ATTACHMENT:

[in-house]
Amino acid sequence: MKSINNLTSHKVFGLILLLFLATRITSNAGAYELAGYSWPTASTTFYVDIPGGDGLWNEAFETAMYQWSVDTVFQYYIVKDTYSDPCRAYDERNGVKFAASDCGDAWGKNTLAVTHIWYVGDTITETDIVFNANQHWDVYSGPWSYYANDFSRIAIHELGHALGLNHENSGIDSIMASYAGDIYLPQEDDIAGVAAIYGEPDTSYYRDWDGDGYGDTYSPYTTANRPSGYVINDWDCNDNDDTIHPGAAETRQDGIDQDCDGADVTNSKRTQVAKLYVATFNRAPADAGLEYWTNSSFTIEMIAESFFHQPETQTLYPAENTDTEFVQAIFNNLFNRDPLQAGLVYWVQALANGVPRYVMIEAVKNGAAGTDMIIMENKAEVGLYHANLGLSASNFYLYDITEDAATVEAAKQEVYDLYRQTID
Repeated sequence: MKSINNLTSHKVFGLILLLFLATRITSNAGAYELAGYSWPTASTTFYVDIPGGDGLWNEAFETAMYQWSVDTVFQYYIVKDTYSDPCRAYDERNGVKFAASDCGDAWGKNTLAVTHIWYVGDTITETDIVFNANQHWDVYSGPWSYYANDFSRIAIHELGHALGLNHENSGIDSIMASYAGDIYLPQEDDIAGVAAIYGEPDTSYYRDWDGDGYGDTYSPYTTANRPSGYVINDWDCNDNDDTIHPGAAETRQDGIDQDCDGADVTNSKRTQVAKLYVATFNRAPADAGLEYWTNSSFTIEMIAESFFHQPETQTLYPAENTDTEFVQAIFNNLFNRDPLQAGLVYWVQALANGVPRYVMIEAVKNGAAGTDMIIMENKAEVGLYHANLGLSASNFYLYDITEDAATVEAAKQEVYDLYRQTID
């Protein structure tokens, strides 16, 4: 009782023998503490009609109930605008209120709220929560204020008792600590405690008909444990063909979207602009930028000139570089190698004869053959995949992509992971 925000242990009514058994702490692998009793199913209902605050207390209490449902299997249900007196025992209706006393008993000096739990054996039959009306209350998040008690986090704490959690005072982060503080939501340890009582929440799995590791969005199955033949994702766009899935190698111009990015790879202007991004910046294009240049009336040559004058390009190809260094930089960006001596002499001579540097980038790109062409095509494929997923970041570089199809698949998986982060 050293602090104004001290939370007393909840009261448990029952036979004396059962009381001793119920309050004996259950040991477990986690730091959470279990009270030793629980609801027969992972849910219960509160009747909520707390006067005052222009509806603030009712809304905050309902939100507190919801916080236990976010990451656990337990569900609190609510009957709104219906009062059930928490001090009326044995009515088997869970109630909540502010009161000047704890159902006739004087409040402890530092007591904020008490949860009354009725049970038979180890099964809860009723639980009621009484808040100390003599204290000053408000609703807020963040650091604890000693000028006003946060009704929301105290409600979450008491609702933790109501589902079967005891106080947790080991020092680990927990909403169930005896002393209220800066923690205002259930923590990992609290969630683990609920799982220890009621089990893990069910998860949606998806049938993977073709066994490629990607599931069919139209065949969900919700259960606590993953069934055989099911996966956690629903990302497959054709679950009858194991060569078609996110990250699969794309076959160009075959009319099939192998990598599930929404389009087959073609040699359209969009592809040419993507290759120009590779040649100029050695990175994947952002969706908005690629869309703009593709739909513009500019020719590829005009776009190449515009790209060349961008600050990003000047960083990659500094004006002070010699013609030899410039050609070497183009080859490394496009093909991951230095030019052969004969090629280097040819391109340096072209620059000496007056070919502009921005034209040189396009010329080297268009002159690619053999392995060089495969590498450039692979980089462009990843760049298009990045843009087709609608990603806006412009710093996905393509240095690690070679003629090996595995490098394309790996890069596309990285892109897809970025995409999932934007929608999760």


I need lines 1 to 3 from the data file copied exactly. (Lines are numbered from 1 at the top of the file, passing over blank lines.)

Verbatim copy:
[in-house]
Amino acid sequence: MKSINNLTSHKVFGLILLLFLATRITSNAGAYELAGYSWPTASTTFYVDIPGGDGLWNEAFETAMYQWSVDTVFQYYIVKDTYSDPCRAYDERNGVKFAASDCGDAWGKNTLAVTHIWYVGDTITETDIVFNANQHWDVYSGPWSYYANDFSRIAIHELGHALGLNHENSGIDSIMASYAGDIYLPQEDDIAGVAAIYGEPDTSYYRDWDGDGYGDTYSPYTTANRPSGYVINDWDCNDNDDTIHPGAAETRQDGIDQDCDGADVTNSKRTQVAKLYVATFNRAPADAGLEYWTNSSFTIEMIAESFFHQPETQTLYPAENTDTEFVQAIFNNLFNRDPLQAGLVYWVQALANGVPRYVMIEAVKNGAAGTDMIIMENKAEVGLYHANLGLSASNFYLYDITEDAATVEAAKQEVYDLYRQTID
Repeated sequence: MKSINNLTSHKVFGLILLLFLATRITSNAGAYELAGYSWPTASTTFYVDIPGGDGLWNEAFETAMYQWSVDTVFQYYIVKDTYSDPCRAYDERNGVKFAASDCGDAWGKNTLAVTHIWYVGDTITETDIVFNANQHWDVYSGPWSYYANDFSRIAIHELGHALGLNHENSGIDSIMASYAGDIYLPQEDDIAGVAAIYGEPDTSYYRDWDGDGYGDTYSPYTTANRPSGYVINDWDCNDNDDTIHPGAAETRQDGIDQDCDGADVTNSKRTQVAKLYVATFNRAPADAGLEYWTNSSFTIEMIAESFFHQPETQTLYPAENTDTEFVQAIFNNLFNRDPLQAGLVYWVQALANGVPRYVMIEAVKNGAAGTDMIIMENKAEVGLYHANLGLSASNFYLYDITEDAATVEAAKQEVYDLYRQTID